In 1492, even before Columbus sailed west from Cadiz, the great Spanish humanist Antonio de Nebrija, published the Castilian Grammar, the first work to attempt to establish the rules and grammar of the Castilian language. In the prologue to his work, Nebrija wrote, “Language has always been the perfect companion to empire.” To the extent that this is true, it is at least partially explained by the fact that an imperial language could serve as the vehicle for the dissemination of stories. It is through those stories that norms are constructed, sets of assumptions are established, and an entire framework for ordering, organizing, understanding, and interacting with the world around us can come into being. Thus, one of the most significant legacies of the period of European empires is the manner in which the stories of those empires spread throughout the world. 

Dedication and prologue to Antonio de Nebrija’s Grammatica Castellana, 1492

As the above examples demonstrate, the Spanish empire was relatively successful in convincing people like Titu Cusi, Lope de Pilar, or Doña Maria Ramirez that it was in power. Where it was less successful was in constructing narratives that could create a common belief  for why it should be in power. Maybe the reason for this is that the stories it told to make sense of itself to itself were too wedded to a historical context that did not easily fit the realities of cross-oceanic empire. No single narrative thread was able to collectively satisfy the interests of conquistadors, missionaries, and indigenous elites, or the centralizing desires of the Spanish crown. And neither were competing European states convinced by papal grants or traditional rights of conquest. Pamela Crossley has suggested that the early-modern world  was one in which the old Medieval universalisms had been dismantled, leaving behind states that were increasingly defined by new particularisms. In the following centuries, on the other hand, certain regional particularisms became universalized and, in turn, helped to “underwrite our current notions of modernity.” Thus, the modern era saw not only the rise of European global empires, but a new set of legitimizing narratives. Notions of civilization, of the nation, of progress, and of race became a set of beliefs that were shared across European borders while helping to define a sense of history that explained and justified imperial rule. These same ideas were then exported around the world as part of the ideology of empire and would ultimately come to define for so many people what it meant to be modern. Of course, other narratives continued and still continue to be told, but increasingly engagement with modernity meant engagement with European storytelling devices. Like Titu Cusi then, those who sought to challenge power often did so using the very language and within the very narrative structure that power had provided them. Such challenges could only ever be partially successful. At best, they could lead to the end of an empire’s reign even as the old narratives have largely continued to rule over our post-colonial world.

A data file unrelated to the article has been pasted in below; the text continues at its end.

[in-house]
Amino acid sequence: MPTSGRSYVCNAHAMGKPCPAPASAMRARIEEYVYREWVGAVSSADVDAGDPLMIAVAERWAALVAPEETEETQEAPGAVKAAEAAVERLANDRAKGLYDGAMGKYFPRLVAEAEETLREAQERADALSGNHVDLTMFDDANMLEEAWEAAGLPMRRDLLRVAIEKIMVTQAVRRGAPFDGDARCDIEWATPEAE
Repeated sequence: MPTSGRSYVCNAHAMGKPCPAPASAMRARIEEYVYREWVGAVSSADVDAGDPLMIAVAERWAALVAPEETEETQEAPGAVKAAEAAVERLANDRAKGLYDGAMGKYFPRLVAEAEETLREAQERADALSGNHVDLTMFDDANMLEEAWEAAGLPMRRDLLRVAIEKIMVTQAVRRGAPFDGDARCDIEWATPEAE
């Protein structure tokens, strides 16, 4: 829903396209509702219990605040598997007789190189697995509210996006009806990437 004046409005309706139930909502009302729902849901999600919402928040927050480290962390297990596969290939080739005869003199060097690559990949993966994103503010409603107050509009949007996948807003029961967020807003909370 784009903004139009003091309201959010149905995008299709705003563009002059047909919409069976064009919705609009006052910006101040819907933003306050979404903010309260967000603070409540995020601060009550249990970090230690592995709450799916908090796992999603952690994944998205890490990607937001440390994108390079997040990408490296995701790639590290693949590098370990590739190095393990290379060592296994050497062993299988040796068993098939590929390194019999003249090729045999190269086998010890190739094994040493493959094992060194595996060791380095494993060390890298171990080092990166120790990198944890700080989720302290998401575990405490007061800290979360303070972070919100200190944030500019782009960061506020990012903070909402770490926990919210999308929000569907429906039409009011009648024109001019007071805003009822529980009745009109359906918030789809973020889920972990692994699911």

73 delegates to the first meeting of the Indian National Congress (INC) in 1885. Self-styled as “loyal opponents” of British rule, in its early years members of the INC tended to be Western-educated, English-speaking, lawyers, journalists, teachers, and businessmen who were more likely to critique the manner of British rule than the liberal narrative that justified that rule.